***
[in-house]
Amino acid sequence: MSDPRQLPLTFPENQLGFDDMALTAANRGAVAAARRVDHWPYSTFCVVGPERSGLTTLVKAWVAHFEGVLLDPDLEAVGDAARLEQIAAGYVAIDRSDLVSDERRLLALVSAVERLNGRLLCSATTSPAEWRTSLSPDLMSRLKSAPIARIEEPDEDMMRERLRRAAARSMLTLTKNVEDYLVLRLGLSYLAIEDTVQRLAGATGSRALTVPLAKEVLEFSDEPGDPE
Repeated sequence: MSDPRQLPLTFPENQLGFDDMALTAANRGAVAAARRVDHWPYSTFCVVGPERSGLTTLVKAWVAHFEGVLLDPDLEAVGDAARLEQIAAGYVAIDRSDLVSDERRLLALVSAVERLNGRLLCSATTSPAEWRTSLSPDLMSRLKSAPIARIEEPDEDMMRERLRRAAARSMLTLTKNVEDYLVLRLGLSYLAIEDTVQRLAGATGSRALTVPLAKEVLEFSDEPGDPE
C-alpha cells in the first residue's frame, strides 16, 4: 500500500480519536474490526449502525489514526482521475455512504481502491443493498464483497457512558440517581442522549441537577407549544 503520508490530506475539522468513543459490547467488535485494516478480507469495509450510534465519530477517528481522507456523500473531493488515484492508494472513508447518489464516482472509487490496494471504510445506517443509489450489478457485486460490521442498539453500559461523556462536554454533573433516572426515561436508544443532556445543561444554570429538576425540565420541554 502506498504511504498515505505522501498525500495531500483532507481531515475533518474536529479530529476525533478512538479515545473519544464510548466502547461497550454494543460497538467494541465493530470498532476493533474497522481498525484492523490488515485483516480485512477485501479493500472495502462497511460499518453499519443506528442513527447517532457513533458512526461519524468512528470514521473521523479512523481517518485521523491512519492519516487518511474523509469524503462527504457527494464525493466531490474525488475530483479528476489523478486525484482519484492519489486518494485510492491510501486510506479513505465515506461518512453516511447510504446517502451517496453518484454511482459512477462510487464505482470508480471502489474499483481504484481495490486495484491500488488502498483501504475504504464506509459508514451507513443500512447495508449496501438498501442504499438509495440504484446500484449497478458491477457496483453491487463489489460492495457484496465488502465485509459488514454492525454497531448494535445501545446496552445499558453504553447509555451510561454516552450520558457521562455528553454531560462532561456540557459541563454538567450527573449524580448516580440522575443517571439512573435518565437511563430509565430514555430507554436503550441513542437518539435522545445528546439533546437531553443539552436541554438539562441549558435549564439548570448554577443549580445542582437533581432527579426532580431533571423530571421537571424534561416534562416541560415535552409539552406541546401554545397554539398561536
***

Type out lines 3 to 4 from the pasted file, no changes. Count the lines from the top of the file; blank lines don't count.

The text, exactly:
Repeated sequence: MSDPRQLPLTFPENQLGFDDMALTAANRGAVAAARRVDHWPYSTFCVVGPERSGLTTLVKAWVAHFEGVLLDPDLEAVGDAARLEQIAAGYVAIDRSDLVSDERRLLALVSAVERLNGRLLCSATTSPAEWRTSLSPDLMSRLKSAPIARIEEPDEDMMRERLRRAAARSMLTLTKNVEDYLVLRLGLSYLAIEDTVQRLAGATGSRALTVPLAKEVLEFSDEPGDPE
C-alpha cells in the first residue's frame, strides 16, 4: 500500500480519536474490526449502525489514526482521475455512504481502491443493498464483497457512558440517581442522549441537577407549544 503520508490530506475539522468513543459490547467488535485494516478480507469495509450510534465519530477517528481522507456523500473531493488515484492508494472513508447518489464516482472509487490496494471504510445506517443509489450489478457485486460490521442498539453500559461523556462536554454533573433516572426515561436508544443532556445543561444554570429538576425540565420541554 502506498504511504498515505505522501498525500495531500483532507481531515475533518474536529479530529476525533478512538479515545473519544464510548466502547461497550454494543460497538467494541465493530470498532476493533474497522481498525484492523490488515485483516480485512477485501479493500472495502462497511460499518453499519443506528442513527447517532457513533458512526461519524468512528470514521473521523479512523481517518485521523491512519492519516487518511474523509469524503462527504457527494464525493466531490474525488475530483479528476489523478486525484482519484492519489486518494485510492491510501486510506479513505465515506461518512453516511447510504446517502451517496453518484454511482459512477462510487464505482470508480471502489474499483481504484481495490486495484491500488488502498483501504475504504464506509459508514451507513443500512447495508449496501438498501442504499438509495440504484446500484449497478458491477457496483453491487463489489460492495457484496465488502465485509459488514454492525454497531448494535445501545446496552445499558453504553447509555451510561454516552450520558457521562455528553454531560462532561456540557459541563454538567450527573449524580448516580440522575443517571439512573435518565437511563430509565430514555430507554436503550441513542437518539435522545445528546439533546437531553443539552436541554438539562441549558435549564439548570448554577443549580445542582437533581432527579426532580431533571423530571421537571424534561416534562416541560415535552409539552406541546401554545397554539398561536